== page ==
13 Results for “summer”

Review: ‘Dialogues of the Carmelites,’ Under Will Crutchfield, Finds Beauty Anew

Originally Published by The New York Times
By Anthony Tommasini

KATONAH, N.Y. — The conductor Will Crutchfield’s Bel Canto at Caramoor program has been bringing eager audiences to this festival here in Westchester County each summer for performances of operas from the early 19th century. On Saturday at Caramoor’s Venetian Theater Mr. Crutchfield turned to a work that couldn’t seem further from the era and style of bel canto: Poulenc’s “Dialogues of the Carmelites,” performed in the original French. First presented in 1957, this austerely beautiful and wrenching opera, loosely based on a historical event — the guillotining of 16 nuns from the Carmelite convent of Compiègne during the French Revolution — owes more to Debussy and Neo-Classical Stravinsky than the bel canto composers of an earlier time. Read more

An Imaginary Line From CSN to Sarah Jarosz, Aoife O’Donovan & Sara Watkins

Originally Published on  No Depression
By Easy Ed

I awoke this morning with a throbbing left foot. I wore the black boots last night and my toes unconsciously tapped throughout the seventy-five minute set and the well deserved encore that was delivered by three talented singers, songwriters, and instrumentalists. On a beautiful summer night in the Spanish Courtyard of the Rosen House, located on the lush grounds of the Caramoor Center for Music and the Arts which is a mere sixty minutes north of Manhattan, I kept my eyes closed for much of time to shut out the visual and allow just the sounds of nature melded with the music to pour over the tip of my head and fill my body and soul. The only distraction to my thoughts and immersion were the whoops and cheers that punctuated the close of each song. Read more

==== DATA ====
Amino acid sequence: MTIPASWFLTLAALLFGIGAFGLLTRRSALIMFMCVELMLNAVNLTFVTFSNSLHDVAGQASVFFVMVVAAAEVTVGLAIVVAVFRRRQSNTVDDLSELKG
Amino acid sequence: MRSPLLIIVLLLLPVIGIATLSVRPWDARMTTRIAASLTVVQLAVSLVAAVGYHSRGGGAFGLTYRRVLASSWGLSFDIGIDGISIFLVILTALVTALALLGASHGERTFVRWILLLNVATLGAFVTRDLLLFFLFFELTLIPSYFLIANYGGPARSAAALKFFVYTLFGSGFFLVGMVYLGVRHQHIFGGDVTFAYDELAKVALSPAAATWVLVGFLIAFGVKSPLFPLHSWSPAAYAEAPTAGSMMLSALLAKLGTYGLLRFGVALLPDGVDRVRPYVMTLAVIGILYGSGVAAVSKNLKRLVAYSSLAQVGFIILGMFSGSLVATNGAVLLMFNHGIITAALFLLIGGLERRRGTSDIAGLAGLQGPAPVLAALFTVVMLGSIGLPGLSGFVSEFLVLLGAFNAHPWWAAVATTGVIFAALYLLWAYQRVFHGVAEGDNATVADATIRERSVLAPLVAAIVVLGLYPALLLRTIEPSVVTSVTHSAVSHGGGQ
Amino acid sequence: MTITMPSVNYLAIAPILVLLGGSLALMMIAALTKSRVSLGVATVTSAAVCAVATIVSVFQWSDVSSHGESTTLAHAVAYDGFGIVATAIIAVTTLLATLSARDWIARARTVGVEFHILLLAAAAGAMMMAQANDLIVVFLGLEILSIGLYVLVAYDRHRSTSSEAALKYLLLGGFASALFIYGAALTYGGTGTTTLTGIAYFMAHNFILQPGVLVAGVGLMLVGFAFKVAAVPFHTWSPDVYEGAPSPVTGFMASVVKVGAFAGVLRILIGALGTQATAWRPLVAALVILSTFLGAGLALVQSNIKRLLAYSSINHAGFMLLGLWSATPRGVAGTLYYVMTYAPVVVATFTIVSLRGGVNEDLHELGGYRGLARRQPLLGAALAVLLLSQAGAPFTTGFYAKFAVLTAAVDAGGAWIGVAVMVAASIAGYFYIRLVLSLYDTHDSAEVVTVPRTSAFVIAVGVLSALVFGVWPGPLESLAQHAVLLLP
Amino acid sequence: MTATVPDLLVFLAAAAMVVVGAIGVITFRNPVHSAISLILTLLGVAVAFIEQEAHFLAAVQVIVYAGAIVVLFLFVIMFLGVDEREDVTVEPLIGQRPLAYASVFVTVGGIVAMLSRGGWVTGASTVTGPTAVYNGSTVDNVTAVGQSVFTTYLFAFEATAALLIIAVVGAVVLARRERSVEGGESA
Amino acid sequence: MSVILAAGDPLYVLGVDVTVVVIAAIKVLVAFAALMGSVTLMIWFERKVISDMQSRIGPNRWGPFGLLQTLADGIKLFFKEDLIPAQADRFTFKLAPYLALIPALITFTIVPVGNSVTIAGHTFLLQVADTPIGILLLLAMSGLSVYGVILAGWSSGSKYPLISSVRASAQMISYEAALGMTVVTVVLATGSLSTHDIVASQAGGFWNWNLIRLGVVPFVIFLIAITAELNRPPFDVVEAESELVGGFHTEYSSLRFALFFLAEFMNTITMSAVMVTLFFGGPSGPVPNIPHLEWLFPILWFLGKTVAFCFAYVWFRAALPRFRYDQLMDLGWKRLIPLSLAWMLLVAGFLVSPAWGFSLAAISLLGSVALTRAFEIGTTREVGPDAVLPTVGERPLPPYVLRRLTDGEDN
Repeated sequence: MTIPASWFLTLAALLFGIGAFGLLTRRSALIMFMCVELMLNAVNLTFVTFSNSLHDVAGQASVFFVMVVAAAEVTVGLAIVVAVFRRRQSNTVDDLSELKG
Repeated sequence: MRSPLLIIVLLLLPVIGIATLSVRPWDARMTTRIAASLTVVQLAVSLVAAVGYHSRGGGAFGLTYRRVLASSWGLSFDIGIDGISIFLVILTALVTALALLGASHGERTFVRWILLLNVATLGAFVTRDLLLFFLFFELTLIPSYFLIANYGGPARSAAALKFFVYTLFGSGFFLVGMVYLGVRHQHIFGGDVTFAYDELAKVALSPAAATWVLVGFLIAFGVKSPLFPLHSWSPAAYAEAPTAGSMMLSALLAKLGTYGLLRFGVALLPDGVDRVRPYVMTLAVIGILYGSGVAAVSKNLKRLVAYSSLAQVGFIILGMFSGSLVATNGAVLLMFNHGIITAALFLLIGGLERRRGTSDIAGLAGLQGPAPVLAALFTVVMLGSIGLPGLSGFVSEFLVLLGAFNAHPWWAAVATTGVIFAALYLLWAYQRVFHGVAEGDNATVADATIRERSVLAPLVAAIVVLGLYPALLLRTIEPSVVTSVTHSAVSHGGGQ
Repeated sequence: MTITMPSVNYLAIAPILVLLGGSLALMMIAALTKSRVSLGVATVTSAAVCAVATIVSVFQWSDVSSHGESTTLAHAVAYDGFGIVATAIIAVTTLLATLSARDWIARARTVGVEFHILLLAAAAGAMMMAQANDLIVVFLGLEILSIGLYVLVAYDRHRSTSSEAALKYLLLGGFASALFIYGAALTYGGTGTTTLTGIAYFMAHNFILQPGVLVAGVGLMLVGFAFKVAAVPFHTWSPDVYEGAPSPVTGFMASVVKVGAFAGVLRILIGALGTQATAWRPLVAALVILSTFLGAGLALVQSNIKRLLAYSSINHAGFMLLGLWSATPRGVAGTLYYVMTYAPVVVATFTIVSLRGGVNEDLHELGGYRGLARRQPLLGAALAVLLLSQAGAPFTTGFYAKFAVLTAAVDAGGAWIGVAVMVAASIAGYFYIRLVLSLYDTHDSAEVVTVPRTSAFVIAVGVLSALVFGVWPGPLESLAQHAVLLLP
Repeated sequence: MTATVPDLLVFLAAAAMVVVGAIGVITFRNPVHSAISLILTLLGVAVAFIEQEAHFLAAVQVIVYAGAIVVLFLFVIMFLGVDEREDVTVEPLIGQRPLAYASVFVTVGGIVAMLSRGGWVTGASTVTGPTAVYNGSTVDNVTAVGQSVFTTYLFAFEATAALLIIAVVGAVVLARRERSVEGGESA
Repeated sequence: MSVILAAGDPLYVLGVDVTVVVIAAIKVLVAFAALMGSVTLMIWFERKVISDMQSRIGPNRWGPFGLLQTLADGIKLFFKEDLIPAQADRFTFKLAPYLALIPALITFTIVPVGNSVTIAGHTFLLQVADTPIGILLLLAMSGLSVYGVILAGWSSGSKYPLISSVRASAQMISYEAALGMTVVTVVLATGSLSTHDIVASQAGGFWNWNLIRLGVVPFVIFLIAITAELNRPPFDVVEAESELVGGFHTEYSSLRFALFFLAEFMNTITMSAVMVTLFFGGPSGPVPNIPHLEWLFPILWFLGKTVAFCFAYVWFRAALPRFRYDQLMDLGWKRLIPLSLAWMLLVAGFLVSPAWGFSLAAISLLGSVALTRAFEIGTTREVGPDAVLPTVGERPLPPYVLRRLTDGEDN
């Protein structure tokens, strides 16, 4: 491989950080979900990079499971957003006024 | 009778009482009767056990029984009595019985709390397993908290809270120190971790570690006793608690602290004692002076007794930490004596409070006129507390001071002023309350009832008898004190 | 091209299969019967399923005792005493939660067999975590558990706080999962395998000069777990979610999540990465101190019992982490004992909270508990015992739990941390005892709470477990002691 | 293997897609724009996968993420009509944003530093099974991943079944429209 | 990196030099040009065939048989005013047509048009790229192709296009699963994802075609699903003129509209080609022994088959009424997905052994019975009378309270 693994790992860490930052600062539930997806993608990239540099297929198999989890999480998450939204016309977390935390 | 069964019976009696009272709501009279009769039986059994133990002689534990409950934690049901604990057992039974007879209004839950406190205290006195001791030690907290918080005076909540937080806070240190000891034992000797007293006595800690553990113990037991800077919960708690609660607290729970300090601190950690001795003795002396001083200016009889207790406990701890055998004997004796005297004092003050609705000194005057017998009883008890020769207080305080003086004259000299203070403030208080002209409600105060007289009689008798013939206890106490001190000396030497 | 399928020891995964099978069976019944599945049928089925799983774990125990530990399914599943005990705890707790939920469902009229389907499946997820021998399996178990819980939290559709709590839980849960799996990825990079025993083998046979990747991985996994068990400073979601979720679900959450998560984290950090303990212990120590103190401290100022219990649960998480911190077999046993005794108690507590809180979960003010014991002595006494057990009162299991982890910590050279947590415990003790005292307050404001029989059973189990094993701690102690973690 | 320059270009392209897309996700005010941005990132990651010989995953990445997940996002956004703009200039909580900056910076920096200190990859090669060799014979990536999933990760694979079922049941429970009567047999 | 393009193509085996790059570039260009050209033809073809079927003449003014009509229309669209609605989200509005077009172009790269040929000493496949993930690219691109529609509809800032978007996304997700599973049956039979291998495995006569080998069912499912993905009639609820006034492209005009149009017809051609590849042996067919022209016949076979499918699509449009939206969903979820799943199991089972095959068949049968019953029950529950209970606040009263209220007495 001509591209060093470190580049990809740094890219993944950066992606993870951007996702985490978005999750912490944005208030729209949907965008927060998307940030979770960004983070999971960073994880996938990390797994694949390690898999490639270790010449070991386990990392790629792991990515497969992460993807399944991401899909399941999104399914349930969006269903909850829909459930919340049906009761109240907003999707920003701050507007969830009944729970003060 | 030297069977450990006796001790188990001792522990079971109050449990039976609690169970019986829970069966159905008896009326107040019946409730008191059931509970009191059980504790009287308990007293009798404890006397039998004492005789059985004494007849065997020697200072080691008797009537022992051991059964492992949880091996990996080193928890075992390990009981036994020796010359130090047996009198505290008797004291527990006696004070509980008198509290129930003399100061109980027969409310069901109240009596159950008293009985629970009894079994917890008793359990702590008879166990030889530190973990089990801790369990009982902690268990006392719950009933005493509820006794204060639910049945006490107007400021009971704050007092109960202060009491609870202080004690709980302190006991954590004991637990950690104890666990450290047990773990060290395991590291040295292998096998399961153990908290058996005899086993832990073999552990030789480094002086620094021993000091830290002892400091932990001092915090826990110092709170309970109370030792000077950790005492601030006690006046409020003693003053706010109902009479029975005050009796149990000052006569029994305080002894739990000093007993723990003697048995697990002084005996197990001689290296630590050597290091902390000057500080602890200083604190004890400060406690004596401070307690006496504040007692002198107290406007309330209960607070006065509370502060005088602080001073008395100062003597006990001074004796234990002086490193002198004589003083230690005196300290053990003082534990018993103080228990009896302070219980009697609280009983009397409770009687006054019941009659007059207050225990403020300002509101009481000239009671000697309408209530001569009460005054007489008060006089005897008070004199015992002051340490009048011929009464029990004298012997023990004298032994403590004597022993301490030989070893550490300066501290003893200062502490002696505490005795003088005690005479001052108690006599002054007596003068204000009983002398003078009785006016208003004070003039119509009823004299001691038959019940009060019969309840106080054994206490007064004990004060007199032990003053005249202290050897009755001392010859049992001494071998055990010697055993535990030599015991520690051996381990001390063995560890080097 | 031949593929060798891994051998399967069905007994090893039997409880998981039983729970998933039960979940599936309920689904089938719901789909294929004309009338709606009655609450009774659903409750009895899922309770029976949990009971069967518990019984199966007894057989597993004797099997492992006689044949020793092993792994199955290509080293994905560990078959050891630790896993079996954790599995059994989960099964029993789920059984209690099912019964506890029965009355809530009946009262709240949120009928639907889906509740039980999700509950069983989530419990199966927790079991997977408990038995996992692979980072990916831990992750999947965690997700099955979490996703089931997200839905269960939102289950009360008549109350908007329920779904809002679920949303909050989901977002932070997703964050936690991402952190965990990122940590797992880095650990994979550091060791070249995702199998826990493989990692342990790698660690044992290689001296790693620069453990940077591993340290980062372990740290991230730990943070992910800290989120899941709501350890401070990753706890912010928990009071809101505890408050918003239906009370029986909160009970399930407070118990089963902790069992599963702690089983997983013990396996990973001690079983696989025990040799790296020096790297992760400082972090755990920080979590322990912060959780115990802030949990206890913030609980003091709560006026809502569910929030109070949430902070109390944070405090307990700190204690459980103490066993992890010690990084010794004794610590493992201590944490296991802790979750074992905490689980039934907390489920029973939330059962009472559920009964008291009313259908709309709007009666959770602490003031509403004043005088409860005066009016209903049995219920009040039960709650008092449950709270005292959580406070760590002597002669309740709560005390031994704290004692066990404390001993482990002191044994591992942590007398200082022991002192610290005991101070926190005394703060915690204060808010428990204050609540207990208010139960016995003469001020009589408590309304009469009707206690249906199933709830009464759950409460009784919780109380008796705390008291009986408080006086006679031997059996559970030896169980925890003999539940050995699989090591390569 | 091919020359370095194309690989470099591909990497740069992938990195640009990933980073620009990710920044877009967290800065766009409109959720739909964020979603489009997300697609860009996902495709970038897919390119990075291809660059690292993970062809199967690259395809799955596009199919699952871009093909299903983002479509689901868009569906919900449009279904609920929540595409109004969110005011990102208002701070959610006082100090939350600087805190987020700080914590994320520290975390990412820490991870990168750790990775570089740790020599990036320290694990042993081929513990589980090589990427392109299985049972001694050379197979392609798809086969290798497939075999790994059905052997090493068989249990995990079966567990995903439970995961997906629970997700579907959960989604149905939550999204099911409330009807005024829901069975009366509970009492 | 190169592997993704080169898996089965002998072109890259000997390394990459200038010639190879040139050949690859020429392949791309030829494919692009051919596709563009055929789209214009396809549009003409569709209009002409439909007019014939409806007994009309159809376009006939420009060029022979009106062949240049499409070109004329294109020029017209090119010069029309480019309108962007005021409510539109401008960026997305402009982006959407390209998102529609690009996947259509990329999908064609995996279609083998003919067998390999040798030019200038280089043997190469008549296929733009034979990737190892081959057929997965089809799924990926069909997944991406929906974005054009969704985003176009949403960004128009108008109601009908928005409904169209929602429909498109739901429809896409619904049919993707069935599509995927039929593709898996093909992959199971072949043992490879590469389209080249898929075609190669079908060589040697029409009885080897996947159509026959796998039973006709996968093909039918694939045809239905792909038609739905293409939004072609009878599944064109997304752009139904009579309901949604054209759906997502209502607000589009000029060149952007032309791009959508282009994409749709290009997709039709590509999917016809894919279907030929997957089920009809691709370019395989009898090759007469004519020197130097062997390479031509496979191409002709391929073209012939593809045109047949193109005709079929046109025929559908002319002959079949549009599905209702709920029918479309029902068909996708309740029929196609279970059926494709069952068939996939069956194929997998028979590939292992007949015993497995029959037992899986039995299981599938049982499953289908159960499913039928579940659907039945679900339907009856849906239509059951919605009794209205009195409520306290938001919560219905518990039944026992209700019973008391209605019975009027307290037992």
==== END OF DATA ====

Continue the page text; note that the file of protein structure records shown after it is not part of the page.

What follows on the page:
3 Pieces to Debut at Caramoor Summer Festival

Originally Published by The New York Times
By Phillip Lutz

Over the years, the Caramoor Center for Music and the Arts in Katonah has opened its summer stage early, and often, to notable premieres, from the American debut of Benjamin Britten’s trilogy of operatic church parables in the 1960s to the inaugural performance of David Ludwig’s “String Quartet No. 1: Pale Blue Dot” last year.

But this year’s summer festival, the 70th, promises to rank with the best. It will feature three world premieres, a diverse and reflective lot that includes an orchestral divertimento by Christopher Theofanidis and string quartets by Aaron Jay Kernis and Patrick Harlin — all works by Americans whose aesthetics capture a sense of both tradition and innovation. Read more